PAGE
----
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Fire Set By The US Forest Service Resulted In A Greatest Wildfire In New Mexico

by | Aug 17, 2022 | Climate Change, Environment, Environmental Impact Assessment

The recent wildfire in New Mexico shocked the whole world as it became one of the largest wildfires ever seen in the state’s history. However, not only did climate change cause this massive disaster, destroying nearly 1,000 homes, but humans also had a part to play.

The wildfire in New Mexico- The Calf Canyon Fire and The Hermits Peak Fire– began as two separate wildfires that combined to destroy several hectares of land and displace hundreds of people. According to Forest Officials, both the fires were planned by US forest managers over the winter as a preventive measure. The Forest Service stated that what started as a controlled fire in the Santa Fe National Forest in January was meant to clear the land of trees and other vegetation to prevent severe wildfires in the future.

Investigators determine Calf Canyon Fire caused by holdover from prescribed fire - Wildfire Today

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Ironically, what turned out to be a plan to prevent massive wildfires became the cause of the state’s largest wildfire. The Forest Service conducted a thorough investigation of the wildfire in New Mexico on the 27th of May 2022. Investigators placed the blame for severe destruction on both the wildfires that continued to smolder for months.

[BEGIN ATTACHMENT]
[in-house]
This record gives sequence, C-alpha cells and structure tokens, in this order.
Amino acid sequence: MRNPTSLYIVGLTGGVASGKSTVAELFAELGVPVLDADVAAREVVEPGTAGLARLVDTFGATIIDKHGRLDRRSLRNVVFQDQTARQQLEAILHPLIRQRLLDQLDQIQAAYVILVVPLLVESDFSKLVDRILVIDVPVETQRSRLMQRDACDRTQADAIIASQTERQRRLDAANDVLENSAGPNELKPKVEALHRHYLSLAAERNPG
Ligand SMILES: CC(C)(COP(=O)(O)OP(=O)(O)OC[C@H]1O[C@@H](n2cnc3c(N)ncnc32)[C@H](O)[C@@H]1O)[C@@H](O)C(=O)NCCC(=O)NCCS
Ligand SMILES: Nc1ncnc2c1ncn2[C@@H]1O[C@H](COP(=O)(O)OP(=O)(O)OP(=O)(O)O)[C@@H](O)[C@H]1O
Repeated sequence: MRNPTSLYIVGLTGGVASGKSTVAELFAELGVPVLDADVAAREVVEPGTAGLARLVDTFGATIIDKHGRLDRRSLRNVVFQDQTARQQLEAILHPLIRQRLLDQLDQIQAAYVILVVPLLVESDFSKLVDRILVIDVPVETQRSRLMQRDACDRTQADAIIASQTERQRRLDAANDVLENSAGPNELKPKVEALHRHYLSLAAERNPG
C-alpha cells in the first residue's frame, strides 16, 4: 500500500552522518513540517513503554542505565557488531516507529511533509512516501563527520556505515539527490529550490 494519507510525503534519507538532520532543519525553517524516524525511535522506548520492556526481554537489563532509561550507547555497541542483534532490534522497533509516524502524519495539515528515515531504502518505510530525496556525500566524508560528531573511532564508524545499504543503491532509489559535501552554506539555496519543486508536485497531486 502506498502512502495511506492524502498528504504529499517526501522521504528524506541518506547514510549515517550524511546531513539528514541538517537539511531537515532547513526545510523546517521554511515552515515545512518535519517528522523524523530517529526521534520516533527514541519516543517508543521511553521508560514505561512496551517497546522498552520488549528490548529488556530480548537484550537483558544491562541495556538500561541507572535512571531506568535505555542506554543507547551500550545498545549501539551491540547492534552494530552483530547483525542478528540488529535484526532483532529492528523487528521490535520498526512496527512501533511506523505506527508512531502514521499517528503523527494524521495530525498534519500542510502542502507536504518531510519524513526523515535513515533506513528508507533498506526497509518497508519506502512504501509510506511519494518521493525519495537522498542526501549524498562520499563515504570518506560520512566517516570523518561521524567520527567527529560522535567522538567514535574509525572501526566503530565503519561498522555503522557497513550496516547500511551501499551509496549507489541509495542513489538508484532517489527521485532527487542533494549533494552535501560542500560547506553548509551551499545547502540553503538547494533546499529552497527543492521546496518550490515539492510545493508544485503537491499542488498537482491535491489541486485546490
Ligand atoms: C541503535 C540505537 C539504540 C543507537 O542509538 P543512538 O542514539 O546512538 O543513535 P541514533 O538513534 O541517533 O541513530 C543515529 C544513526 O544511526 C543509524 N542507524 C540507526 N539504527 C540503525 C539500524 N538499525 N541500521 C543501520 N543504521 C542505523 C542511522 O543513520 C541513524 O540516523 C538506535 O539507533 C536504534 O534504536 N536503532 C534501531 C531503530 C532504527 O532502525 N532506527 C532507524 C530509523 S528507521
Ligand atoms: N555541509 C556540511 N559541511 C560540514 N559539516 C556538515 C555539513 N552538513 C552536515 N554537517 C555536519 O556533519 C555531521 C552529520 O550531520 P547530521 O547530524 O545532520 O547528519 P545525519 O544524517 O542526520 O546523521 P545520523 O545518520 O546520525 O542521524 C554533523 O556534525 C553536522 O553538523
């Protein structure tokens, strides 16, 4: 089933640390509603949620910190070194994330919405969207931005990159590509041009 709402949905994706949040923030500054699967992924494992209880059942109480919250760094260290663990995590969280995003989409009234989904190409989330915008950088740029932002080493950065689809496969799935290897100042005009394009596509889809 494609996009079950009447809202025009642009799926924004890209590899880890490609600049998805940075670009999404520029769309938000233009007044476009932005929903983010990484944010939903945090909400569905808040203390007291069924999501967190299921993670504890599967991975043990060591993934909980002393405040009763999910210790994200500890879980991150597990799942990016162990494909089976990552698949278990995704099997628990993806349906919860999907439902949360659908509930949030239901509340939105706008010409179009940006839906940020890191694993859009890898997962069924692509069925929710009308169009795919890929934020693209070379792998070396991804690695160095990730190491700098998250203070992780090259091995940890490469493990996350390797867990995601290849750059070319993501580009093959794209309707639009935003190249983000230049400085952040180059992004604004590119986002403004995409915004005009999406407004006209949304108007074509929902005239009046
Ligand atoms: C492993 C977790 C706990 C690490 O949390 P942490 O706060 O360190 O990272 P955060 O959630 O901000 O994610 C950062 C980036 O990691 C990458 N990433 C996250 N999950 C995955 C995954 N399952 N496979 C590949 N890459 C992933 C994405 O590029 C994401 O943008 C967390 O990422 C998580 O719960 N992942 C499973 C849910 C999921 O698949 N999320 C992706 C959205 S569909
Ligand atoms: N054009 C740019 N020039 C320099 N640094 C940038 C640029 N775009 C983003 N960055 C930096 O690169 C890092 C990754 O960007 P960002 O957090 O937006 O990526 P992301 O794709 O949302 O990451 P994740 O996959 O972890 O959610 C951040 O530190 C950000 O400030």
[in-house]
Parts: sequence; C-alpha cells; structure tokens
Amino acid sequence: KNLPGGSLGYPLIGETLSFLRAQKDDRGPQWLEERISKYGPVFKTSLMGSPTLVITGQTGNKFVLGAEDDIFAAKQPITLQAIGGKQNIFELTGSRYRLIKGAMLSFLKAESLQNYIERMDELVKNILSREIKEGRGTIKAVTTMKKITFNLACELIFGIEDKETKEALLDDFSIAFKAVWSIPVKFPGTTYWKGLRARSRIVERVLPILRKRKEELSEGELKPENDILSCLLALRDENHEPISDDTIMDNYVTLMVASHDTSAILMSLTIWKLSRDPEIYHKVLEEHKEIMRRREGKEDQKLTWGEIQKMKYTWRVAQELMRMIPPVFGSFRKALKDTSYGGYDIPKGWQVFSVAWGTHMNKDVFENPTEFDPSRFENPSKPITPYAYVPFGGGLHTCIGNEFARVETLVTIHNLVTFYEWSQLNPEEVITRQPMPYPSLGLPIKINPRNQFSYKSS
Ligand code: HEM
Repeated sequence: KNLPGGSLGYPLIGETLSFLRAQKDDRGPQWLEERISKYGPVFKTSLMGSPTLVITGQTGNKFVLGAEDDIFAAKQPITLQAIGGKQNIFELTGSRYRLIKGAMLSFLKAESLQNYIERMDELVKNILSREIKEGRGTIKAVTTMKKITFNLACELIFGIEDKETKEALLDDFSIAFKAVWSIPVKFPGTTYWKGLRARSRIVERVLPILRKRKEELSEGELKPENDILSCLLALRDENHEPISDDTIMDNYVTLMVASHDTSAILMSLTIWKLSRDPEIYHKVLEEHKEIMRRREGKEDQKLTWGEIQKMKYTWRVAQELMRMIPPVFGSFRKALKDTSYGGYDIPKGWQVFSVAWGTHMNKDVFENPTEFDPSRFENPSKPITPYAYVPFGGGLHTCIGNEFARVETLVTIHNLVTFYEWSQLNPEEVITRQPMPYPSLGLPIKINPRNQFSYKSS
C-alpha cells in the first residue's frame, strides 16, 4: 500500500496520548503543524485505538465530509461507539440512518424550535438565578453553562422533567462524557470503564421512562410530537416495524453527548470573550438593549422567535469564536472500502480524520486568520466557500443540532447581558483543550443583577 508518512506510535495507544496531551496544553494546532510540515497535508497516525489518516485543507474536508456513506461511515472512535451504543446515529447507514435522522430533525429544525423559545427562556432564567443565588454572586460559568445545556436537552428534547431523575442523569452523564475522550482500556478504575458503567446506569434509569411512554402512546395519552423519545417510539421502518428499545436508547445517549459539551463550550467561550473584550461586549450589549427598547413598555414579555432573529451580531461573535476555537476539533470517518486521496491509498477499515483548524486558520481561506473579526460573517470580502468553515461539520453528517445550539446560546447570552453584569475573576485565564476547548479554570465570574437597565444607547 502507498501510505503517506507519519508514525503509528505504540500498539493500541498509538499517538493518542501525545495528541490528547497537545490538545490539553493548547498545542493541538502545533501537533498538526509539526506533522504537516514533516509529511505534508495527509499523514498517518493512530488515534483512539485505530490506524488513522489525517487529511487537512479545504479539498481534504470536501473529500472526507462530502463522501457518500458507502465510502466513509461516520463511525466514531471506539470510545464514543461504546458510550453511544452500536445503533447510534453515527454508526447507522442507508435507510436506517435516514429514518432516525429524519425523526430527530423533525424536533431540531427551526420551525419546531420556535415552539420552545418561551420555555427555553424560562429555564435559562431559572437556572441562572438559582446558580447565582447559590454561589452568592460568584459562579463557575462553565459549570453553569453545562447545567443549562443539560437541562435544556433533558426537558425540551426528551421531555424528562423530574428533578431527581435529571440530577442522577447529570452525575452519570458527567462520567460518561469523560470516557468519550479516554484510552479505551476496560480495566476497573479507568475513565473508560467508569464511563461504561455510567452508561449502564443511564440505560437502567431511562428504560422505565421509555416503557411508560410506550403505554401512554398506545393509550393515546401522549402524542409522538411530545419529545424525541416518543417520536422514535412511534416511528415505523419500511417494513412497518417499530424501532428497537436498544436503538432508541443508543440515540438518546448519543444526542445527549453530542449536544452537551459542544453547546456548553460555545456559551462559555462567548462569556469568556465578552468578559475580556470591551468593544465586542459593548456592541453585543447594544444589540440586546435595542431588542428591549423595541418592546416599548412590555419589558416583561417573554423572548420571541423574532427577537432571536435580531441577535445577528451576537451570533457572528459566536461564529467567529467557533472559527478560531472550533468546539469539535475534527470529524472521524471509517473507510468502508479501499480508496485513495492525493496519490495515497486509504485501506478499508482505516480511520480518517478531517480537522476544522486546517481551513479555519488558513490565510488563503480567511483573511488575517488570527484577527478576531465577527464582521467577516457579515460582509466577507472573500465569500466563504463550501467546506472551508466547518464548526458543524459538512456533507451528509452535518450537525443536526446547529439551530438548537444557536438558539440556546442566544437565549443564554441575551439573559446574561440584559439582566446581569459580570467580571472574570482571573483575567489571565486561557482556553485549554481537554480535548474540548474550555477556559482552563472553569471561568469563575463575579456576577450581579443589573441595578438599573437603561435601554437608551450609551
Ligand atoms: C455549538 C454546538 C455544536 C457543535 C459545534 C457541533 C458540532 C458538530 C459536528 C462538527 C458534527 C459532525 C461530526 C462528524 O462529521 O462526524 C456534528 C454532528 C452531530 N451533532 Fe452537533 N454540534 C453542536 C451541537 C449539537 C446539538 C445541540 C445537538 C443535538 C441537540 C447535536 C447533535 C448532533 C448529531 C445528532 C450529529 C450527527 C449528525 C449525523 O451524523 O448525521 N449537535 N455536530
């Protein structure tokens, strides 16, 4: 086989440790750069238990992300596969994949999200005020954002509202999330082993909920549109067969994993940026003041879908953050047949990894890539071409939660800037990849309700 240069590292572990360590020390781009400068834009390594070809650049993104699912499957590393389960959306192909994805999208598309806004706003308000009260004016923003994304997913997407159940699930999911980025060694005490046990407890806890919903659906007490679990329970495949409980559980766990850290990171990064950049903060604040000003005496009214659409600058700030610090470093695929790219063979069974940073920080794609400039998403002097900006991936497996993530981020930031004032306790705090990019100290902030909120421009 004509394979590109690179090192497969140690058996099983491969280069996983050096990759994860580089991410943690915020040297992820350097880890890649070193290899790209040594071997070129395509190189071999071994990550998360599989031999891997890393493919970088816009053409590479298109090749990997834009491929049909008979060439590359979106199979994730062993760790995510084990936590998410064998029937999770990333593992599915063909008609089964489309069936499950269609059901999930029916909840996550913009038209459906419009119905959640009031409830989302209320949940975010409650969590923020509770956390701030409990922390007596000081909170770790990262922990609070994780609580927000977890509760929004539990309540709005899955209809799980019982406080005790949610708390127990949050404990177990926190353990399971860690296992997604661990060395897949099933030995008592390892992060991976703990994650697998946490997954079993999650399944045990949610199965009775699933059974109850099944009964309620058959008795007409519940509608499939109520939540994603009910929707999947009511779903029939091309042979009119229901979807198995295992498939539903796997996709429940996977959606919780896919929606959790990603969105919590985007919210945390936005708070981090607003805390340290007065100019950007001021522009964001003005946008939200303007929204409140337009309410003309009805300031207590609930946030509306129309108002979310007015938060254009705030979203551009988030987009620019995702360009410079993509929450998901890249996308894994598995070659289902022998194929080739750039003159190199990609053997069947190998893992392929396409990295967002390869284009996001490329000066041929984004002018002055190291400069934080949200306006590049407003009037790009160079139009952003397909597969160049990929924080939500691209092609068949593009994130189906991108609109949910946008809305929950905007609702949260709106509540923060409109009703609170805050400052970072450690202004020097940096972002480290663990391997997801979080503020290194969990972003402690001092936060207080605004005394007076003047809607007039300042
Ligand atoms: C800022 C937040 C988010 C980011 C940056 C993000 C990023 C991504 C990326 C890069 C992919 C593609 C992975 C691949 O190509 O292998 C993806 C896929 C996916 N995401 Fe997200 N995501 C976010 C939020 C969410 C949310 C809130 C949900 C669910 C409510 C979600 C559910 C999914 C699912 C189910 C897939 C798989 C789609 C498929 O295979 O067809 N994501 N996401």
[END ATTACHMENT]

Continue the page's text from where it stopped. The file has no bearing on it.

Federal investigators shift responsibility more towards the US Forest Service for starting a wildfire that has destroyed more than 500 homes. The flames raged through almost 500 square miles of high-altitude pine forests and meadows. The wildfire has also displaced several residents from rural communities with Spanish-colonial roots and high poverty rates while unleashing enormous ecological damage.

The Calf Canyon Fire was fueled by gusty and strong winds. It escaped the firefighter’s various attempts to contain it. On the 22nd of April 2022, The Calf Canyon Fire merged with The Hermits Peak Fire. Since then, the huge wildfire has damaged everything in its way. As of the 27th of May, the wildfire had burned over 312,000 acres and was about 47 percent contained.

After years of adopting a policy of putting out wildfires as quickly as possible, some state and federal officials have come to the idea of prescribed burns in recent years. The concept of using intentional and modest controlled fires to clear vegetation and prevent future destruction from massive fires has been backed by science and history. Indigenous groups have used intentional fires for ages for the exact purpose.

However, severe heat waves and droughts, aggravated by climate change, have made it tough to use pre-planned fires as a preventive measure. Due to some bureaucratic obstacles and public fear that an intentional fire could escape, forest officials have prevented the use of prescribed fires. Public fear has become a reality in New Mexico.

 

Author

  • The author has done a master's in Environmental science and is currently working as chief Environmental Advisor with New Delhi State Government.

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